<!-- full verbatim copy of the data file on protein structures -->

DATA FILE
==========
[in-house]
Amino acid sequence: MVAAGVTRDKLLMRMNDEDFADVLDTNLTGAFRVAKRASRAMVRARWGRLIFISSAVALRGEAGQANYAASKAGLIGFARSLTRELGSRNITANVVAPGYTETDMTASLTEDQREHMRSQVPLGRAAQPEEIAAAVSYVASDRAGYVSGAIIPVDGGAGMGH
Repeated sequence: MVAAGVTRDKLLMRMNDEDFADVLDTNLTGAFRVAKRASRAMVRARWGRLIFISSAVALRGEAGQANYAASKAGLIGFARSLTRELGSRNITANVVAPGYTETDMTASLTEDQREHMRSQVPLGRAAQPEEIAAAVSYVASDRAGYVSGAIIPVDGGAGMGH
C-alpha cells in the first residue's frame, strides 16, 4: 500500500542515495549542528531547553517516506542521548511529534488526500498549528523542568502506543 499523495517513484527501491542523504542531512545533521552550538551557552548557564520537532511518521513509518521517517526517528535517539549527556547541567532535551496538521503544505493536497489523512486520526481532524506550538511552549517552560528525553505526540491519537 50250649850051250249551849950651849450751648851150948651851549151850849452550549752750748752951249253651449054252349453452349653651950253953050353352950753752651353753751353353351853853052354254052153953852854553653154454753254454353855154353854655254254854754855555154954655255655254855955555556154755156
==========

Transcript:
[in-house]
Amino acid sequence: MVAAGVTRDKLLMRMNDEDFADVLDTNLTGAFRVAKRASRAMVRARWGRLIFISSAVALRGEAGQANYAASKAGLIGFARSLTRELGSRNITANVVAPGYTETDMTASLTEDQREHMRSQVPLGRAAQPEEIAAAVSYVASDRAGYVSGAIIPVDGGAGMGH
Repeated sequence: MVAAGVTRDKLLMRMNDEDFADVLDTNLTGAFRVAKRASRAMVRARWGRLIFISSAVALRGEAGQANYAASKAGLIGFARSLTRELGSRNITANVVAPGYTETDMTASLTEDQREHMRSQVPLGRAAQPEEIAAAVSYVASDRAGYVSGAIIPVDGGAGMGH
C-alpha cells in the first residue's frame, strides 16, 4: 500500500542515495549542528531547553517516506542521548511529534488526500498549528523542568502506543 499523495517513484527501491542523504542531512545533521552550538551557552548557564520537532511518521513509518521517517526517528535517539549527556547541567532535551496538521503544505493536497489523512486520526481532524506550538511552549517552560528525553505526540491519537 50250649850051250249551849950651849450751648851150948651851549151850849452550549752750748752951249253651449054252349453452349653651950253953050353352950753752651353753751353353351853853052354254052153953852854553653154454753254454353855154353854655254254854754855555154954655255655254855955555556154755156